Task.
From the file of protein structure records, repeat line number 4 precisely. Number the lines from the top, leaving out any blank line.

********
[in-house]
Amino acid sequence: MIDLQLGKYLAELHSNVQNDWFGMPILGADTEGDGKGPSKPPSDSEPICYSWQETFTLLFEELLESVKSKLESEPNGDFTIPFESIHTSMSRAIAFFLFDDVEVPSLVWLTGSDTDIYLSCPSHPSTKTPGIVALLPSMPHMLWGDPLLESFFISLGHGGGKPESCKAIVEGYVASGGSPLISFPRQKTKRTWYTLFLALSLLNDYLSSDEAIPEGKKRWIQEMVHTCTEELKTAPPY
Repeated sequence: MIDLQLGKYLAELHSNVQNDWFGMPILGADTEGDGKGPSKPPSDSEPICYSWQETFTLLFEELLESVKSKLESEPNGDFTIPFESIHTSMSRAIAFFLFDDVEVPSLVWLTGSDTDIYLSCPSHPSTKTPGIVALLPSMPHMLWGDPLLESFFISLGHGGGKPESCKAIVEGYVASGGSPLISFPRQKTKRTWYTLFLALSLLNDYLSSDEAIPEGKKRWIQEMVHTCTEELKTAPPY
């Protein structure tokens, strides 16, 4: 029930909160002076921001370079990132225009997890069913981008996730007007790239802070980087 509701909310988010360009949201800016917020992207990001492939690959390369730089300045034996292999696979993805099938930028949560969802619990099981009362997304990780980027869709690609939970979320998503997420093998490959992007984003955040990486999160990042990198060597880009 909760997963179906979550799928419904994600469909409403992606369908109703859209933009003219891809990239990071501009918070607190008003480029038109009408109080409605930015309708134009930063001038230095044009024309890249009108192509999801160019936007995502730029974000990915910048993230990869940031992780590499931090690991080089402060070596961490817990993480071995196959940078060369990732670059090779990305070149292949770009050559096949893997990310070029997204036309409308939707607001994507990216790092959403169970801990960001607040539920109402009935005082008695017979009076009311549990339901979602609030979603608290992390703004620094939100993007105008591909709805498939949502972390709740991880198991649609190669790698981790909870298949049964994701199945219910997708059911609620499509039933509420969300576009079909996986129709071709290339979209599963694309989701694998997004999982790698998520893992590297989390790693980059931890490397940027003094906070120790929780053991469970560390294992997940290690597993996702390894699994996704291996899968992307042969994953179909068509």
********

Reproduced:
């Protein structure tokens, strides 16, 4: 029930909160002076921001370079990132225009997890069913981008996730007007790239802070980087 509701909310988010360009949201800016917020992207990001492939690959390369730089300045034996292999696979993805099938930028949560969802619990099981009362997304990780980027869709690609939970979320998503997420093998490959992007984003955040990486999160990042990198060597880009 909760997963179906979550799928419904994600469909409403992606369908109703859209933009003219891809990239990071501009918070607190008003480029038109009408109080409605930015309708134009930063001038230095044009024309890249009108192509999801160019936007995502730029974000990915910048993230990869940031992780590499931090690991080089402060070596961490817990993480071995196959940078060369990732670059090779990305070149292949770009050559096949893997990310070029997204036309409308939707607001994507990216790092959403169970801990960001607040539920109402009935005082008695017979009076009311549990339901979602609030979603608290992390703004620094939100993007105008591909709805498939949502972390709740991880198991649609190669790698981790909870298949049964994701199945219910997708059911609620499509039933509420969300576009079909996986129709071709290339979209599963694309989701694998997004999982790698998520893992590297989390790693980059931890490397940027003094906070120790929780053991469970560390294992997940290690597993996702390894699994996704291996899968992307042969994953179909068509």